How many of you know that there was a period when insects used to be extremely massive? It gets difficult for us to overlook one tiny insect on a day-to-day basis, but imagine encountering an eight-foot-long Arthropleura millipede, or a scorpion the size of a bicycle. That sounds quite scary. Humans, fortunately, were not alive to witness this spectacle back when this happened. The period I am referring to is called the Carboniferous period. According to scientists, multiple insect families were developed during that particular era. Numerous insect species grew to incredible sizes. It’s difficult for scientists to determine why we do not have them in similar sizes in this day and age.
Earth was saturated with oxygen approximately 300 years ago. We do not have similar levels of oxygen on earth at the moment; there’s only 21% oxygen, while the Carboniferous period had an atmosphere that had over 35% oxygen. A massive difference, I believe. Due to excess oxygen, insects of the Carboniferous period could support massive bodies. Being massive is a good thing when you are on your own in the wild as the resources are scarce; you can fight and hunt in a better way.
It is widely believed that Earth didn’t have trees before the Carboniferous period. Moreover, the trees of that particular era had massive ferns with shallow roots. They grew throughout the swamps that covered most of the planet during the Carboniferous period. Certain studies suggest that the lycophyte trees were over 98 feet tall and had trunks of 6.5 feet in diameter. We can say that the Earth was more like a massive, wild forest during that era; a forest with thousands of deadly insects.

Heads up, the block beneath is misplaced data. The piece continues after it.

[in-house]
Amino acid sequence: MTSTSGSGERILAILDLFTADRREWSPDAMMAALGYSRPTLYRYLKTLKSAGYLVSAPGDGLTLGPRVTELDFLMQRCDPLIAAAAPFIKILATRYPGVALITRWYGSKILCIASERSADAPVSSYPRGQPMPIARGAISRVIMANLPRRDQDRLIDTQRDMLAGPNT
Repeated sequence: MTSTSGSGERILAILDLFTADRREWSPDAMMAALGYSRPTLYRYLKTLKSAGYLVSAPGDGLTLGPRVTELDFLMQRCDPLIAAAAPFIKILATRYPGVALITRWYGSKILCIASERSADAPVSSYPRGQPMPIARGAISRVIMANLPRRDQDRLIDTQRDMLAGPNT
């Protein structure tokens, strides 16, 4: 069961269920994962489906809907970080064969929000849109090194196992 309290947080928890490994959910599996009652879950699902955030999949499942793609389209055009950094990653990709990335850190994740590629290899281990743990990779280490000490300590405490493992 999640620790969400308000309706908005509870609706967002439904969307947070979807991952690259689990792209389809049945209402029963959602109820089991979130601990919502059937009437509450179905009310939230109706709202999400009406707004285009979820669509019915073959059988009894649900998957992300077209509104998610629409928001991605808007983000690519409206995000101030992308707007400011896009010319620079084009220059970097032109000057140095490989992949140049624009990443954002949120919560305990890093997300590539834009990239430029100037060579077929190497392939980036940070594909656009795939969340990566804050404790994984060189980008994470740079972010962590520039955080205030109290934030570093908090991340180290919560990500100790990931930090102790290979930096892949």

The biggest of the lot; Meganeura
As I have stated before, the insects turned massive due to excess oxygen during the Carboniferous period. However, there was one insect that was considered the biggest predator of that time. Yes, I am talking about a dragonfly called the Meganeura. The prehistoric dragonflies were not pleasant-looking or nice in any way or form.
The fossils of Meganeura were discovered in 1880 in Stephanian Coal Measures. Please know that they are approximately 300 million years old. Meganeura is considered as one of the largest known insects that ever lived, with a reconstructed wing length of 330 millimetres, an estimated wingspan of up to 710 millimetres, and a body length from head to tail of almost 430 millimetres.
Why aren’t insects massive in this day and age?
The insects began to shrink down about 150 million years ago. Nobody knows why, though. However, certain studies suggest that the birds started showing up on planet Earth and that somehow made insects shrink in size. Another change appeared almost 260 million years ago; fungi and microbial life evolved to digest wood. The trees that had not been turned into coal were instantly digested, and their carbon was released back into the atmosphere. This somehow levelled out the balance of carbon to oxygen in the air.